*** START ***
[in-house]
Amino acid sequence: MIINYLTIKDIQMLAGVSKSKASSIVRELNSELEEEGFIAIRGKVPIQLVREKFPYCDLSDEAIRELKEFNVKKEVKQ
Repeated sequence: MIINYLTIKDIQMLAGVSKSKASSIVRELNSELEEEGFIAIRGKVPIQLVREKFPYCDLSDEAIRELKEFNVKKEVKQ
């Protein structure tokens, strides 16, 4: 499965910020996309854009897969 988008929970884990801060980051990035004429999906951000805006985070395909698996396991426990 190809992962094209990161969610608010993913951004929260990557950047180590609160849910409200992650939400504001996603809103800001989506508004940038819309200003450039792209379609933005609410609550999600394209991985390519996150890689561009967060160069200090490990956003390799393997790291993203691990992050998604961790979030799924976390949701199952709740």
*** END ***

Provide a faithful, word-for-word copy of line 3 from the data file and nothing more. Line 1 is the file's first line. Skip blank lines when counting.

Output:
Repeated sequence: MIINYLTIKDIQMLAGVSKSKASSIVRELNSELEEEGFIAIRGKVPIQLVREKFPYCDLSDEAIRELKEFNVKKEVKQ